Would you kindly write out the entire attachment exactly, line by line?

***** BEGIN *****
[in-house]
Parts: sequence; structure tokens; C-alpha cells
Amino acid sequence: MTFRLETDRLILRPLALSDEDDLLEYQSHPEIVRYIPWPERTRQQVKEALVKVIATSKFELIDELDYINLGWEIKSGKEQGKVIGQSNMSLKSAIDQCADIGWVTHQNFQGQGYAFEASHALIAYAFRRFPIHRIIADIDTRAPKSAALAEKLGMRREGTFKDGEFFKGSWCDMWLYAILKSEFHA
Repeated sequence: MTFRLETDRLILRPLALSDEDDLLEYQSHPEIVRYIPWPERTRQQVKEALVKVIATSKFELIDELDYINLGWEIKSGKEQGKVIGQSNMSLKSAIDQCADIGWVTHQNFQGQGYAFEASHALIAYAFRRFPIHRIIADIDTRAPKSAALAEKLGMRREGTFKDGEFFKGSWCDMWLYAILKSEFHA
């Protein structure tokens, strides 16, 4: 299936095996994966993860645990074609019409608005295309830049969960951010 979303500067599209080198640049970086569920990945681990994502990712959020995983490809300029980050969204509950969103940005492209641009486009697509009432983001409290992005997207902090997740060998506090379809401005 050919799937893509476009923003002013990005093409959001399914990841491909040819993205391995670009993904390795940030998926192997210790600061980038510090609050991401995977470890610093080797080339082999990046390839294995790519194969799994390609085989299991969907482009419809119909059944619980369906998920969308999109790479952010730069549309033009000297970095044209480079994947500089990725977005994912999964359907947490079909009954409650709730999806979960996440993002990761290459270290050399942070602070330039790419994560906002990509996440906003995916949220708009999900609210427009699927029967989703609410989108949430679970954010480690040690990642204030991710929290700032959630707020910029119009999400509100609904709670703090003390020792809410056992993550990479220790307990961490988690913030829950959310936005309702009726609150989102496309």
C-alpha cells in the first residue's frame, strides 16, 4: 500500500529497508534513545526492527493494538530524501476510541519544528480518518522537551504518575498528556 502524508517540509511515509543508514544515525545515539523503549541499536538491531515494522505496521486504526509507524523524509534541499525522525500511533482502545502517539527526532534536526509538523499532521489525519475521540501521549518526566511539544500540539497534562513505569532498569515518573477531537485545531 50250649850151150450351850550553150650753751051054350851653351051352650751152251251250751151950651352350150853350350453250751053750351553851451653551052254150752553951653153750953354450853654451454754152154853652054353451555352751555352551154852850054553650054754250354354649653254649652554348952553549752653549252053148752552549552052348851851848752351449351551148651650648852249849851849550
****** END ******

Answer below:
[in-house]
Parts: sequence; structure tokens; C-alpha cells
Amino acid sequence: MTFRLETDRLILRPLALSDEDDLLEYQSHPEIVRYIPWPERTRQQVKEALVKVIATSKFELIDELDYINLGWEIKSGKEQGKVIGQSNMSLKSAIDQCADIGWVTHQNFQGQGYAFEASHALIAYAFRRFPIHRIIADIDTRAPKSAALAEKLGMRREGTFKDGEFFKGSWCDMWLYAILKSEFHA
Repeated sequence: MTFRLETDRLILRPLALSDEDDLLEYQSHPEIVRYIPWPERTRQQVKEALVKVIATSKFELIDELDYINLGWEIKSGKEQGKVIGQSNMSLKSAIDQCADIGWVTHQNFQGQGYAFEASHALIAYAFRRFPIHRIIADIDTRAPKSAALAEKLGMRREGTFKDGEFFKGSWCDMWLYAILKSEFHA
């Protein structure tokens, strides 16, 4: 299936095996994966993860645990074609019409608005295309830049969960951010 979303500067599209080198640049970086569920990945681990994502990712959020995983490809300029980050969204509950969103940005492209641009486009697509009432983001409290992005997207902090997740060998506090379809401005 050919799937893509476009923003002013990005093409959001399914990841491909040819993205391995670009993904390795940030998926192997210790600061980038510090609050991401995977470890610093080797080339082999990046390839294995790519194969799994390609085989299991969907482009419809119909059944619980369906998920969308999109790479952010730069549309033009000297970095044209480079994947500089990725977005994912999964359907947490079909009954409650709730999806979960996440993002990761290459270290050399942070602070330039790419994560906002990509996440906003995916949220708009999900609210427009699927029967989703609410989108949430679970954010480690040690990642204030991710929290700032959630707020910029119009999400509100609904709670703090003390020792809410056992993550990479220790307990961490988690913030829950959310936005309702009726609150989102496309």
C-alpha cells in the first residue's frame, strides 16, 4: 500500500529497508534513545526492527493494538530524501476510541519544528480518518522537551504518575498528556 502524508517540509511515509543508514544515525545515539523503549541499536538491531515494522505496521486504526509507524523524509534541499525522525500511533482502545502517539527526532534536526509538523499532521489525519475521540501521549518526566511539544500540539497534562513505569532498569515518573477531537485545531 50250649850151150450351850550553150650753751051054350851653351051352650751152251251250751151950651352350150853350350453250751053750351553851451653551052254150752553951653153750953354450853654451454754152154853652054353451555352751555352551154852850054553650054754250354354649653254649652554348952553549752653549252053148752552549552052348851851848752351449351551148651650648852249849851849550